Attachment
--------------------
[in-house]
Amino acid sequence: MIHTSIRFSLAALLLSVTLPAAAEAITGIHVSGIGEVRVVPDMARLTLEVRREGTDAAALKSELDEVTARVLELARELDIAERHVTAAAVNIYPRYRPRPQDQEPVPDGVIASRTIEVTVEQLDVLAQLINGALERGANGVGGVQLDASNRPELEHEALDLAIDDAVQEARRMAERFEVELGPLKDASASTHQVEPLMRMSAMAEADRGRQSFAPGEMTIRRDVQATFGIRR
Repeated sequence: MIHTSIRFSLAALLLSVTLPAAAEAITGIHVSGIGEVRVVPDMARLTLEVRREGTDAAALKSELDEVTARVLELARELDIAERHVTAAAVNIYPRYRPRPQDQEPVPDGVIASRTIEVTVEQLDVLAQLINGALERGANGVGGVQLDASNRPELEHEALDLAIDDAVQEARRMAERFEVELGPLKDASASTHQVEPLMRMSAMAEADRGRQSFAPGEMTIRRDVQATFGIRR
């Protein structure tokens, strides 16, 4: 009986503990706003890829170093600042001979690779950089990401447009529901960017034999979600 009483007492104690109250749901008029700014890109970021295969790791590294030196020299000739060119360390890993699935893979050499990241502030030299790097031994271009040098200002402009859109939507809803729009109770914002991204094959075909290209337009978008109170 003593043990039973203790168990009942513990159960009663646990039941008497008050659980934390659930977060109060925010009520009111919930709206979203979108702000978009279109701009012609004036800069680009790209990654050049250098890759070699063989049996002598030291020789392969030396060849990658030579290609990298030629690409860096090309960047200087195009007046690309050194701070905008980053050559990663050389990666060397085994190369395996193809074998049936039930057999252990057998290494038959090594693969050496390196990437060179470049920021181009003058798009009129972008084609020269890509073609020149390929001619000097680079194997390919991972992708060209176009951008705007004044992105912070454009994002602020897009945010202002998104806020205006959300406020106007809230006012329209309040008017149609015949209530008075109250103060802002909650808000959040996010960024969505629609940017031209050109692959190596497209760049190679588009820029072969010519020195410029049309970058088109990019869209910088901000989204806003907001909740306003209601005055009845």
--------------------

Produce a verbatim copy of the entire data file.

[in-house]
Amino acid sequence: MIHTSIRFSLAALLLSVTLPAAAEAITGIHVSGIGEVRVVPDMARLTLEVRREGTDAAALKSELDEVTARVLELARELDIAERHVTAAAVNIYPRYRPRPQDQEPVPDGVIASRTIEVTVEQLDVLAQLINGALERGANGVGGVQLDASNRPELEHEALDLAIDDAVQEARRMAERFEVELGPLKDASASTHQVEPLMRMSAMAEADRGRQSFAPGEMTIRRDVQATFGIRR
Repeated sequence: MIHTSIRFSLAALLLSVTLPAAAEAITGIHVSGIGEVRVVPDMARLTLEVRREGTDAAALKSELDEVTARVLELARELDIAERHVTAAAVNIYPRYRPRPQDQEPVPDGVIASRTIEVTVEQLDVLAQLINGALERGANGVGGVQLDASNRPELEHEALDLAIDDAVQEARRMAERFEVELGPLKDASASTHQVEPLMRMSAMAEADRGRQSFAPGEMTIRRDVQATFGIRR
């Protein structure tokens, strides 16, 4: 009986503990706003890829170093600042001979690779950089990401447009529901960017034999979600 009483007492104690109250749901008029700014890109970021295969790791590294030196020299000739060119360390890993699935893979050499990241502030030299790097031994271009040098200002402009859109939507809803729009109770914002991204094959075909290209337009978008109170 003593043990039973203790168990009942513990159960009663646990039941008497008050659980934390659930977060109060925010009520009111919930709206979203979108702000978009279109701009012609004036800069680009790209990654050049250098890759070699063989049996002598030291020789392969030396060849990658030579290609990298030629690409860096090309960047200087195009007046690309050194701070905008980053050559990663050389990666060397085994190369395996193809074998049936039930057999252990057998290494038959090594693969050496390196990437060179470049920021181009003058798009009129972008084609020269890509073609020149390929001619000097680079194997390919991972992708060209176009951008705007004044992105912070454009994002602020897009945010202002998104806020205006959300406020106007809230006012329209309040008017149609015949209530008075109250103060802002909650808000959040996010960024969505629609940017031209050109692959190596497209760049190679588009820029072969010519020195410029049309970058088109990019869209910088901000989204806003907001909740306003209601005055009845």